Bringing Abuse out of the Closet
It is still in there because of the word honor. I was listening to some friends talk about the concept of honor the other night and it got me thinking. Most of us still come from families where our parents and grandparents expect us to contribute to the task of guarding the family’s honor. We aren’t supposed to do anything to hurt the family name, or to disgrace our elders. When I thought about it for a minute I figured out how truly sick that concept is, and yet most of us accept it without question, because that is how it has been since the day that we were born.
We sacrifice ourselves to this so-called myth of family honor. Behind this guise, we hide ugly divorces, alcoholism and drug abuse, bastard children, our relatives who happen to love within the same gender, and yes; abuse...lots and lots of abuse. For the sake of this utopic idea of a perfect family with the perfect reputation, we often pretend to be individuals that we are not, hide our own sexuality, take on careers that we do not like, and sometimes even marry people that we do not love. Even worse, for the sake of the family name, we hide abuse, and hiding abuse it the number one thing that keeps abuse going; generation, after generation, after generation. I say the hell with the family name. I don’t give a crap about any stupid reputation, when defaming that reputation could mean a healthier life for myself and for my children.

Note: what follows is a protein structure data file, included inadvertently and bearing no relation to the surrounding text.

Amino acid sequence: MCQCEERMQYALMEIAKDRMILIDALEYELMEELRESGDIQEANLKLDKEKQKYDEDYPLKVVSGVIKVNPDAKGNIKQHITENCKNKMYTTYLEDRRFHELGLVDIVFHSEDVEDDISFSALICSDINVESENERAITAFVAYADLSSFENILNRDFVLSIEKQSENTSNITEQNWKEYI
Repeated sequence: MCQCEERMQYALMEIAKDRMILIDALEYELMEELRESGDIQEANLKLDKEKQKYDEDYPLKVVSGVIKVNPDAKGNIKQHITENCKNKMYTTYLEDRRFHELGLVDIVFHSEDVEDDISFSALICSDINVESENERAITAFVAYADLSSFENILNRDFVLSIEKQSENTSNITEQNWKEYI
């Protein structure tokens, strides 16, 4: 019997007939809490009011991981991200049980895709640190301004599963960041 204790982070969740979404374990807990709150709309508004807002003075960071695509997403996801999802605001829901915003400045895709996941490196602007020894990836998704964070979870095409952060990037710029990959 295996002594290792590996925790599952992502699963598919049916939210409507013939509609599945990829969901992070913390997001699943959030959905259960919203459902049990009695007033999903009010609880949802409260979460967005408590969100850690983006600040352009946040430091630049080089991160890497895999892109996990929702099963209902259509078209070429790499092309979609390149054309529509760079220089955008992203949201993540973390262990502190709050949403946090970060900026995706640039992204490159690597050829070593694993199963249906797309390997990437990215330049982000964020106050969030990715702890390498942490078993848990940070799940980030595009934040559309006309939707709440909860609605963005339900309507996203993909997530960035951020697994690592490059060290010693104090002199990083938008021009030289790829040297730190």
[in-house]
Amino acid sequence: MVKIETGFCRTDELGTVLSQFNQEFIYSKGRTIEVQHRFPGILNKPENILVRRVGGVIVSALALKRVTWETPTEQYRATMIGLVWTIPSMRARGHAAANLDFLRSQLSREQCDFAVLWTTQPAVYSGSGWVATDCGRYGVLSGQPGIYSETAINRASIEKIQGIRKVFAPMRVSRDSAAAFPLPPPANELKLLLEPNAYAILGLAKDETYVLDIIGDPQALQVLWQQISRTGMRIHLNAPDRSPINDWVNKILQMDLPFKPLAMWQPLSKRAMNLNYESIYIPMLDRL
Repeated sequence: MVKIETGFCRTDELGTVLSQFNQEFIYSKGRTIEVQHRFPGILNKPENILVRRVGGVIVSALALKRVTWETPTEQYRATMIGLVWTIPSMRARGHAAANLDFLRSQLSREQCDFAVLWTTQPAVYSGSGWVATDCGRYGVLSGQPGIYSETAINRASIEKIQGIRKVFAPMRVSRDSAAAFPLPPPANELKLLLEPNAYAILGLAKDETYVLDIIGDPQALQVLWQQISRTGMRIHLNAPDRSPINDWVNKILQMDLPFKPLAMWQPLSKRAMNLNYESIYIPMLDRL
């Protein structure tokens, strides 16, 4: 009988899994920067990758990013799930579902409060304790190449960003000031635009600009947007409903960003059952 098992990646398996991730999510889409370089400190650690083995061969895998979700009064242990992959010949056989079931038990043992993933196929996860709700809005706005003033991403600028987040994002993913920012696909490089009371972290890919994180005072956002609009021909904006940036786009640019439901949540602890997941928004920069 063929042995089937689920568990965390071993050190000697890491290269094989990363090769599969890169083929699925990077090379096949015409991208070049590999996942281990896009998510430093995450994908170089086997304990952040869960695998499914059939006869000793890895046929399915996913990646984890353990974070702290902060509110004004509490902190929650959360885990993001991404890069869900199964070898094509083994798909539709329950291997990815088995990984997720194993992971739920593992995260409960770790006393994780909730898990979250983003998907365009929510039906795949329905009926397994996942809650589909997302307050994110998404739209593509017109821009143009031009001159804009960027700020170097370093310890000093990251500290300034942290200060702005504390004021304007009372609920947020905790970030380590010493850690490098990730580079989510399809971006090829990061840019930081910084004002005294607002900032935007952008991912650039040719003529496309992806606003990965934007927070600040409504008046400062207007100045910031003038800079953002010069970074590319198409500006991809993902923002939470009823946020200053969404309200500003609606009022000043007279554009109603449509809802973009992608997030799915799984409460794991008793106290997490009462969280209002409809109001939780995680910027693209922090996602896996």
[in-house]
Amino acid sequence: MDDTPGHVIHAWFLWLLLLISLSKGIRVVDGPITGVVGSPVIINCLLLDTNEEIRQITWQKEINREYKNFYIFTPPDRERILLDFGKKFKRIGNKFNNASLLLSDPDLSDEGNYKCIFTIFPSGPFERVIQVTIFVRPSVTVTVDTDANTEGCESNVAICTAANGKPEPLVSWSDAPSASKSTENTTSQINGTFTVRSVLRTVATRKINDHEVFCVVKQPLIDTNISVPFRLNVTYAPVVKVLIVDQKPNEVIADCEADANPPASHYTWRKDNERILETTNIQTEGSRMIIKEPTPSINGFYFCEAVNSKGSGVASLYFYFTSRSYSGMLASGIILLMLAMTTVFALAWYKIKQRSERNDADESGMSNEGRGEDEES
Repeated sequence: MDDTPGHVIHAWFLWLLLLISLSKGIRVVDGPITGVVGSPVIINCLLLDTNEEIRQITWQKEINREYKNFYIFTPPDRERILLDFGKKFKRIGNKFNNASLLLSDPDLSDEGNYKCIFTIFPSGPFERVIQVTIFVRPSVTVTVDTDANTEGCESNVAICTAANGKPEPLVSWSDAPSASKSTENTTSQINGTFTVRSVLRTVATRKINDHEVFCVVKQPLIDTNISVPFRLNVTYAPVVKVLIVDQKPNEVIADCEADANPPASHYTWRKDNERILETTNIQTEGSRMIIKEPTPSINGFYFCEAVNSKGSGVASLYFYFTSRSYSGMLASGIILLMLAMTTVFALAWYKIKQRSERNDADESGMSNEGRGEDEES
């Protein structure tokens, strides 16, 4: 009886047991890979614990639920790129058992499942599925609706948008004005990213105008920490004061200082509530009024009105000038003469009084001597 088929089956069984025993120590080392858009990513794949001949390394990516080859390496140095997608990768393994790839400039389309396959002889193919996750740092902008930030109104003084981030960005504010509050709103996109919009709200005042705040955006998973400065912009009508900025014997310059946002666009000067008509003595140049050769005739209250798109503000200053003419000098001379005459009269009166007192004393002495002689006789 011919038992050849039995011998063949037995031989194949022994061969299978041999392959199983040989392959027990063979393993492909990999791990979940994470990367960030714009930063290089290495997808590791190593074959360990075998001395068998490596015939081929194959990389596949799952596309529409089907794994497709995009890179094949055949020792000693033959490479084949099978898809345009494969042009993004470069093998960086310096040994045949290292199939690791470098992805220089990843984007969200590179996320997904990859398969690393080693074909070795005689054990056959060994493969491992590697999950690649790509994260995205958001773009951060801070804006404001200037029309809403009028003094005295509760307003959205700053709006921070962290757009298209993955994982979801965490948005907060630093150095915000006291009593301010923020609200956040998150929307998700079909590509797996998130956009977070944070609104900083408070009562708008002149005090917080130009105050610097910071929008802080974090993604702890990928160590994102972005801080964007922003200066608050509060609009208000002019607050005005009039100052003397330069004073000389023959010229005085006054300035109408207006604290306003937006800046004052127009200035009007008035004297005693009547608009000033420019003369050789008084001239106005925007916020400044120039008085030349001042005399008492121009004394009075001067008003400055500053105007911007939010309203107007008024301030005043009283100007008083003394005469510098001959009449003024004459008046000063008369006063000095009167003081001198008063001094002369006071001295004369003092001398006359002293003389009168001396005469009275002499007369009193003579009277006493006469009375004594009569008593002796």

“I have abuse in my family.” I think that most of us all have it somewhere; families are pretty large after all. I think that we would make leaps and bounds in ending the cycle of abuse in our culture if we could all just say the words out loud. It is not easy, it isn’t easy to write them either. Take a deep breath and try it. “I have abuse in my family.” We are so trained that it is absolutely taboo to say the words, it becomes physically difficult to get them out, or so I find. Hiding things does not ever do anyone any good. I believe this strongly. We make up justifiable reasons to keep horrible secrets quiet, like keeping peace between relatives, or not giving grandma a heart attack, but there is honestly no true justification for not getting it out in the open. I actually listened to a radio personality about a year ago, advising a caller not to tell her cousin that her daughter has been raped by her cousin’s son. The boy was around fifteen, and the girl around thirteen. I was livid that someone would give such terrible advice. If young sex offenders do not get serious treatment very early, they become adult sex offenders. Adult sex offenders are nearly, if not impossible to reform.
Abuse comes in many shapes and sizes. Sometimes it is visible and sometimes it is not. If you are observant however, you can always see the results of it throughout the generations. That is where I see it in my family, and if I look closely it is very clear and very sad. It is everywhere and no family is exempt. Little boys are abused just as often as little girls, and if the abuse is sexual the psychological damage can be much worse because help and empathy are so hard to find. I have a friend who was sexually abused by her father throughout her childhood. He was a pastor. Abuse can be found anywhere. Even the effects of emotional abuse are often underestimated in their severity. I know adults who have suffered such extreme emotional abuse at the hands of their parents, they would probably tell you that they would have rather been hit as children than struggle through the venom that their parents rained down on them day after day.
I believe that as a society we are getting better and better all of the time. We are finally living in a generation where people are starting to talk about abuse. We need to keep the ball rolling. Abuse is a dark ugly beast that exists best in closeted darkness. All that we truly need to do to eradicate it completely is to drag it out into the sunlight and watch it die.